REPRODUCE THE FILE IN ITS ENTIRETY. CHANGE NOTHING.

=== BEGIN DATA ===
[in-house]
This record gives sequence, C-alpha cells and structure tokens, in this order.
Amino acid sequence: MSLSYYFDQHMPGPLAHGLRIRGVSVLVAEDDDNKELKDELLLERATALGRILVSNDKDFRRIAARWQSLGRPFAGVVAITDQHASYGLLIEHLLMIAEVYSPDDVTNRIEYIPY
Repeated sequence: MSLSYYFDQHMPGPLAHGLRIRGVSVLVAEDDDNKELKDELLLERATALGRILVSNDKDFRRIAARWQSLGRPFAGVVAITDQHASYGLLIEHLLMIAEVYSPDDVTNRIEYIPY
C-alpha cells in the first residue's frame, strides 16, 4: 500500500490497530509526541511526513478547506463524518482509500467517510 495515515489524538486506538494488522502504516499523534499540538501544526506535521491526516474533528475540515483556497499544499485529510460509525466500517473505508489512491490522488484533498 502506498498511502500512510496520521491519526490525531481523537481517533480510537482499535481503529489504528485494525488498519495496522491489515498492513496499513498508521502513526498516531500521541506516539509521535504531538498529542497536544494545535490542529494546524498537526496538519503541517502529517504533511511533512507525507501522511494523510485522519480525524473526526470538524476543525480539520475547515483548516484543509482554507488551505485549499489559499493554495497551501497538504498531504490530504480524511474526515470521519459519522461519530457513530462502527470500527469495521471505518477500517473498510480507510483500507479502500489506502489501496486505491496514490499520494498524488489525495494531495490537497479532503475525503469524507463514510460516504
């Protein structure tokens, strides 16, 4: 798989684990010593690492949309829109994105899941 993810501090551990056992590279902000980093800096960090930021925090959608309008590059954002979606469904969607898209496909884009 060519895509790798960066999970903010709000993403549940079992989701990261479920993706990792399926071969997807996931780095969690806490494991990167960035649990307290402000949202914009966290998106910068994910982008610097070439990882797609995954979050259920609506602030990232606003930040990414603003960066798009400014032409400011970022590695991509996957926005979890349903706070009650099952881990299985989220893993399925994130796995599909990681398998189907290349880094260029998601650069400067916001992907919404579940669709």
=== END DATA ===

[in-house]
This record gives sequence, C-alpha cells and structure tokens, in this order.
Amino acid sequence: MSLSYYFDQHMPGPLAHGLRIRGVSVLVAEDDDNKELKDELLLERATALGRILVSNDKDFRRIAARWQSLGRPFAGVVAITDQHASYGLLIEHLLMIAEVYSPDDVTNRIEYIPY
Repeated sequence: MSLSYYFDQHMPGPLAHGLRIRGVSVLVAEDDDNKELKDELLLERATALGRILVSNDKDFRRIAARWQSLGRPFAGVVAITDQHASYGLLIEHLLMIAEVYSPDDVTNRIEYIPY
C-alpha cells in the first residue's frame, strides 16, 4: 500500500490497530509526541511526513478547506463524518482509500467517510 495515515489524538486506538494488522502504516499523534499540538501544526506535521491526516474533528475540515483556497499544499485529510460509525466500517473505508489512491490522488484533498 502506498498511502500512510496520521491519526490525531481523537481517533480510537482499535481503529489504528485494525488498519495496522491489515498492513496499513498508521502513526498516531500521541506516539509521535504531538498529542497536544494545535490542529494546524498537526496538519503541517502529517504533511511533512507525507501522511494523510485522519480525524473526526470538524476543525480539520475547515483548516484543509482554507488551505485549499489559499493554495497551501497538504498531504490530504480524511474526515470521519459519522461519530457513530462502527470500527469495521471505518477500517473498510480507510483500507479502500489506502489501496486505491496514490499520494498524488489525495494531495490537497479532503475525503469524507463514510460516504
């Protein structure tokens, strides 16, 4: 798989684990010593690492949309829109994105899941 993810501090551990056992590279902000980093800096960090930021925090959608309008590059954002979606469904969607898209496909884009 060519895509790798960066999970903010709000993403549940079992989701990261479920993706990792399926071969997807996931780095969690806490494991990167960035649990307290402000949202914009966290998106910068994910982008610097070439990882797609995954979050259920609506602030990232606003930040990414603003960066798009400014032409400011970022590695991509996957926005979890349903706070009650099952881990299985989220893993399925994130796995599909990681398998189907290349880094260029998601650069400067916001992907919404579940669709």